With Carla around? Yes, we really do need feminism
Published 29/11/2012 | 06:00
Ms Bruni-Sarkozy thinks a woman's place is at home. What would she know, asks Bryony GordonMrs Bruni-Sarkozy once professed that she found monogamy 'madly boring'
Oh Carla. Or Carlarggggh, as the former supermodel and current wife of Nicolas Sarkozy is rapidly becoming known by anyone who has the misfortune to hear her pronouncements. As in: "Carlarggggh has been spouting merde out of her perfectly formed mouth again," or "I wish Carlarggggh would just shut her Chanel-painted trap from time to time."
In an interview with French Vogue, the Italian heiress has said that women of her age simply don't need feminism, and that the best place for them is chez soi, avec les enfants.
"There are pioneers who opened the breach," Mrs Bruni-Sarkozy announces in the January issue of the magazine, "[but] I'm not at all an active feminist. On the contrary, I'm a bourgeois. I love family life, I love doing the same thing every day."
It seems that she has developed that particularly insufferable quality that seems to plague women who have been living in France for too long: telling everybody else how to live their lives. You've read French Women Don't Get Fat, rolled your eyes at French Children Don't Throw Food, and now Mrs Bruni-Sarkozy wants to take you through 'French Women Don't Need To Work, Especially If They Used To Be A Supermodel And Their Husband Once Ran The Country'.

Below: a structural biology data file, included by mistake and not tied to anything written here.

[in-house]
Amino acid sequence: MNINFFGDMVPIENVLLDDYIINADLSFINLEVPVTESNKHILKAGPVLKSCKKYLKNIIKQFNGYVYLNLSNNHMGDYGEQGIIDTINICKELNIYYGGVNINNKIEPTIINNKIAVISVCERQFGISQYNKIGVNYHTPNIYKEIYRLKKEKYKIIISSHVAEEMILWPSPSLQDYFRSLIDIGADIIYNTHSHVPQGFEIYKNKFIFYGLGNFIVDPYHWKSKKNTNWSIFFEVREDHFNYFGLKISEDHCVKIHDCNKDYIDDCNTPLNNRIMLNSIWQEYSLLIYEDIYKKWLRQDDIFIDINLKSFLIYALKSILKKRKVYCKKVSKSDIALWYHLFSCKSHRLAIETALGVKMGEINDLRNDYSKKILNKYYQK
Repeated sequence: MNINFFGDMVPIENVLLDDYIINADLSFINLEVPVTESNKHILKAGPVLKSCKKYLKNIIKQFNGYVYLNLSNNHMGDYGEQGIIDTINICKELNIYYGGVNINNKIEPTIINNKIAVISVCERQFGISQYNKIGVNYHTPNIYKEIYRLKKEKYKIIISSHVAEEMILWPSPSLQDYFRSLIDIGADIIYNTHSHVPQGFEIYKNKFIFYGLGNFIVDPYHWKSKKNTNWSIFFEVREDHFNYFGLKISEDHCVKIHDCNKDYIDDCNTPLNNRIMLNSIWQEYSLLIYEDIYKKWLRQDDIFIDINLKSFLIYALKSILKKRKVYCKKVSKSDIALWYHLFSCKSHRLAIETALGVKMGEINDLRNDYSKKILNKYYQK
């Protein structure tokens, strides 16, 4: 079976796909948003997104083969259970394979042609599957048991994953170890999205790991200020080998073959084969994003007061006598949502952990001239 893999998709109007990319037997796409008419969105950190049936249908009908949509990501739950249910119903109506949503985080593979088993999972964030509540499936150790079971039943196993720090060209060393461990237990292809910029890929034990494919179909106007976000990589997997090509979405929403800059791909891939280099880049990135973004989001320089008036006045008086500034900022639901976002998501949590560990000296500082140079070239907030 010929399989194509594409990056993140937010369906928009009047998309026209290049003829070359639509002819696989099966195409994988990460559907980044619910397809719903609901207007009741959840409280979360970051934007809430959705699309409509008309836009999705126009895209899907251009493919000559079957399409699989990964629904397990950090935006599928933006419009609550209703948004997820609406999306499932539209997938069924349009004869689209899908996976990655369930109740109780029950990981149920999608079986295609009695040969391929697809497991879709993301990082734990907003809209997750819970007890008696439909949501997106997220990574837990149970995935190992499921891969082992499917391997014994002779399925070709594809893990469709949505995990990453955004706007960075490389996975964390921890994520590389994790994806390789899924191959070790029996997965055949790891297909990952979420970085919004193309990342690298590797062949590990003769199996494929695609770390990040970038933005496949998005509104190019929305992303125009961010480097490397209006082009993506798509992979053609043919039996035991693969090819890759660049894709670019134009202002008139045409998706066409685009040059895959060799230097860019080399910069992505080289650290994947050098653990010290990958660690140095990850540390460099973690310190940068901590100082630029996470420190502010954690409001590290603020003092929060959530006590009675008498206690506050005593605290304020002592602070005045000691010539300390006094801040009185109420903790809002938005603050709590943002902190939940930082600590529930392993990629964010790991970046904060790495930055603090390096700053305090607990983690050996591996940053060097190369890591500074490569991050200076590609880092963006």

Her transformation from sex kitten to stay-at-home mum is now complete – though sadly for her husband, she is about five months too late to help him win re-election to the Champs Elysées.
Instead, he will have to make do with her staying at one of their two homes, the first being a mansion in the posh 16th district of Paris, the second a vast fortress on the coast of the south of France. And never mind that the 44-year-old's husband is a political cadaver, Carla just can't help shoving her pampered little face into the limelight.
Indeed, this latest pronouncement has echoes of an episode from earlier in the year, when it was announced that the multi-millionaire strumpet was to be immortalised in bronze in the Paris suburb of Nogent-sur-Marne, with a statue depicting her as a factory worker in homage to the women who used to work in the town.
Perhaps unsurprisingly, residents thought the daughter of wealthy industrialists an inappropriate choice for the statue, and plans were quietly shelved. But that hasn't stopped Mrs Bruni-Sarkozy from continuing on her misguided quest to be seen as a woman of the people. Not one bit.
Earlier this year, she told French reporters that she and her husband were "modest people. We eat pasta, too". She announced that her favourite pastime is to sit with her baby daughter on her knee while they watch soap operas and the French version of the dating show, Farmer Wants a Wife.
Whereas she once swung from chandeliers with Eric Clapton and Mick Jagger (though not both at the same time), and professed that she found monogamy "madly boring . . . I prefer polygamy and polyandry", she now sees fit to lecture Valérie Trierweiler, the new first lady, for not being married to François Hollande.
This from the woman who once tried to persuade Donald Trump to leave his wife – and who left another of her lovers for his own son.